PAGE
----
Training Your New Puppy
Is there a new puppy in your life? Are you in love? Are they the best thing that has ever happened?
Congratulations on your new bouncing (literally) bundle of joy!
You’ve probably imagined all of the amazing things you’ll do?
- Walks in the park
- Playing fetch
- Showing them off to your friends
- Snuggling on the couch
- Chillin’ and watching Netflix
Have you named them? If so, do they know it? Now’s the time to start teaching the newest addition to your family their name. It will be helpful during the rest of their training.
Everyone knows a well-trained dog means a happy dog and a happy family.
The big question is when should you start training your puppy? The answer – right away! The sooner your puppy learns the rules of the home, the easier it will be to transition from puppyhood to adulthood.
Remember, as cute and cuddly as they are now – puppies grow! So start them off right when they are young!
A puppy is similar to a human toddler:
- Being curious is their favorite hobby
- A quiet puppy is up to something – find them – quickly
- Puppies discover the world with their mouth – dog-proof your home
- They aren’t born knowing what’s safe and what isn’t
- If it looks edible, they’ll try to eat it – well, they’ll try to eat it no matter what it is
- If something belongs to you, it also belongs to them
What should they learn first? There are several different commands you might try:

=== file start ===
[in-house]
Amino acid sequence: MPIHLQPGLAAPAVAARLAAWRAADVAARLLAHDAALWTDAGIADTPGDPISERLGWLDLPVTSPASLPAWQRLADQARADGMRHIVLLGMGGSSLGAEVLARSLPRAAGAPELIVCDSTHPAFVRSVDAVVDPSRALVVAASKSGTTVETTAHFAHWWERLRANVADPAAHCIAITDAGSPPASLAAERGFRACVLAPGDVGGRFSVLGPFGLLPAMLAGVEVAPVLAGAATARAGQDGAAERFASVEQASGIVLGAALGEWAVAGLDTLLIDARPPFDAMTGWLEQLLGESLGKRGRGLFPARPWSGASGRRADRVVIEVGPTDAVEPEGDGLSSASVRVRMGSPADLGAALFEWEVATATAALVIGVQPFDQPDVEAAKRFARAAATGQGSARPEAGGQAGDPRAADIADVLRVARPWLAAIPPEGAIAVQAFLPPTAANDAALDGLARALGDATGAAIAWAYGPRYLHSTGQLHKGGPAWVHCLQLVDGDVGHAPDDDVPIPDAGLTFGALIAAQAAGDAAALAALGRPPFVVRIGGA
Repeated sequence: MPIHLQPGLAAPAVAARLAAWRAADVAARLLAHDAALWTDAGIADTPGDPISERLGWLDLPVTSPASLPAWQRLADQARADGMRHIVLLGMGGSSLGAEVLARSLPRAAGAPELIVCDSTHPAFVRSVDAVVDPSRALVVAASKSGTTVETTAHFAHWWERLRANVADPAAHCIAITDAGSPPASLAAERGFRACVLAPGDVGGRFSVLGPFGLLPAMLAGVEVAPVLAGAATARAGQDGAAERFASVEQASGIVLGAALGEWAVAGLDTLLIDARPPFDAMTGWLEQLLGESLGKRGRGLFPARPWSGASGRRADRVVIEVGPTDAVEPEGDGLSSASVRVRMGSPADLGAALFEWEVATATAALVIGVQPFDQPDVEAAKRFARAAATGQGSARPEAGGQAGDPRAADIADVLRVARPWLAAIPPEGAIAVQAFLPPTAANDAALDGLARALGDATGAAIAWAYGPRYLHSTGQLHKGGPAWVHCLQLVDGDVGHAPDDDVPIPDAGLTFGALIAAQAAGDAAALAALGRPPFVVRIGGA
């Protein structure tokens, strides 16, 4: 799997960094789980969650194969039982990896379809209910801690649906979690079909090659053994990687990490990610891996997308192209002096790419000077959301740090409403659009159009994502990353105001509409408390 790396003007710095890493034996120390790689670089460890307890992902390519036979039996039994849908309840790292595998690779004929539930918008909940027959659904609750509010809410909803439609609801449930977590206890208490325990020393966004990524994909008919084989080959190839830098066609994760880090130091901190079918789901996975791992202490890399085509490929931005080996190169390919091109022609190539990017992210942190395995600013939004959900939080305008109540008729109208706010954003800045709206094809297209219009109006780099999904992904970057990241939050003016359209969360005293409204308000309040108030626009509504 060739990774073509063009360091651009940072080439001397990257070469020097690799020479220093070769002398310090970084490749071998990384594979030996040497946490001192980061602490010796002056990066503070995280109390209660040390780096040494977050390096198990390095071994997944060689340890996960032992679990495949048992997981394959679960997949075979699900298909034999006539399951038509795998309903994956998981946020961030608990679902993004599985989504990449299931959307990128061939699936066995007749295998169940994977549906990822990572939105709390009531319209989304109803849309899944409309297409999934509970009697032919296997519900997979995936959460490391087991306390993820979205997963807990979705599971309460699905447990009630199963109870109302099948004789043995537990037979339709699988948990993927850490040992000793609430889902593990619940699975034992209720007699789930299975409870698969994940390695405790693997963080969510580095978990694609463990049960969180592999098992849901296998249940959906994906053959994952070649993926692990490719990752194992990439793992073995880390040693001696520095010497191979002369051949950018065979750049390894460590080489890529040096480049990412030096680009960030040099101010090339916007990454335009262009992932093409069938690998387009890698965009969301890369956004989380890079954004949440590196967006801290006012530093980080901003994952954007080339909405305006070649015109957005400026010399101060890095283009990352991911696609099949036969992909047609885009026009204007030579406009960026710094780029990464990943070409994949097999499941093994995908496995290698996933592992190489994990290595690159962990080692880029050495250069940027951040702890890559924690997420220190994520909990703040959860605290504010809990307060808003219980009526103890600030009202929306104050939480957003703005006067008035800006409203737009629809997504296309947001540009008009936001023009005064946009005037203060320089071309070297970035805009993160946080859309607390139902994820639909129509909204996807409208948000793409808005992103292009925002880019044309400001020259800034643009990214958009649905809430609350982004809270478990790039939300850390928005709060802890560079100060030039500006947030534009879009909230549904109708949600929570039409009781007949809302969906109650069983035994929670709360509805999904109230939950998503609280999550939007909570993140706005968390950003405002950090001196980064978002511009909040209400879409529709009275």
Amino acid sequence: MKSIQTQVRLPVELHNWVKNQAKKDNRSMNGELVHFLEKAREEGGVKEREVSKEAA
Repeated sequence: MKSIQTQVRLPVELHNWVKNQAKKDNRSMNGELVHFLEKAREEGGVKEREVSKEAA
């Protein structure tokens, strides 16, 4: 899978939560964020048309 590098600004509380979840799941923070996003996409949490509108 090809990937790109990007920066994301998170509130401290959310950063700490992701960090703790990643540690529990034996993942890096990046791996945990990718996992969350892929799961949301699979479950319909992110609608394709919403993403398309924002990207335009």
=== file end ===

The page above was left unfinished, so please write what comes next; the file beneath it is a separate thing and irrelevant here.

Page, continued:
The #1 safety command is “come.” And it should be taught early. “Come!” may save them from harm.
How to train: When training your puppy, follow these tips.
- Be consistent – everyone in the household needs to be on the same page
- Keep training short, positive, and fun
- Practice everywhere – but start in your home
- Realize it’ll take longer than you think – daily practice is necessary
- Be patient
- Positive reinforcement
- Show your dog what you want, rather than forcing them into submission
- Clicker training reinforces an offered behavior – your puppy is likely to repeat it
- Soft, smelly, small treats – it might take some time to find the right ones
- Use high-reward treats for essential skills
Potty Training: Who likes accidents? That would be nobody.
- A bathroom routine is important (every two hours to start)
- It takes time and patience
- Teach them to let you know when they need to go outside
- Stand by the door
- Use a doorbell
- On average, a puppy can hold their urine for their age in months plus one, converted to hours Ex: If your puppy is two months, they should be able to wait three hours before needing to go to the bathroom
Social skills: Teach your puppy to greet people and other dogs politely; be comfortable with being touched in sensitive areas; to share; and that it’s okay to be alone.
- Meet people as soon as possible
- Wait on meeting dogs until your puppy is up to date on their vaccinations
- Touch their ears, mouth, and paws – this will make life easier when visiting the vet and having someone in their personal space
- Hand-feed so they don’t show aggression when someone touches their food
- Designate “their” space, so they have a place of their own
Many basic skills can be taught at home using YouTube videos, other online/virtual resources, and books. But it may be necessary to seek professional guidance through a puppy training class.
When your puppy is well-trained, you will have the freedom to take them anywhere they’re allowed, without concern for their safety and the safety of others. Train them now so you have a dog that will know what’s expected.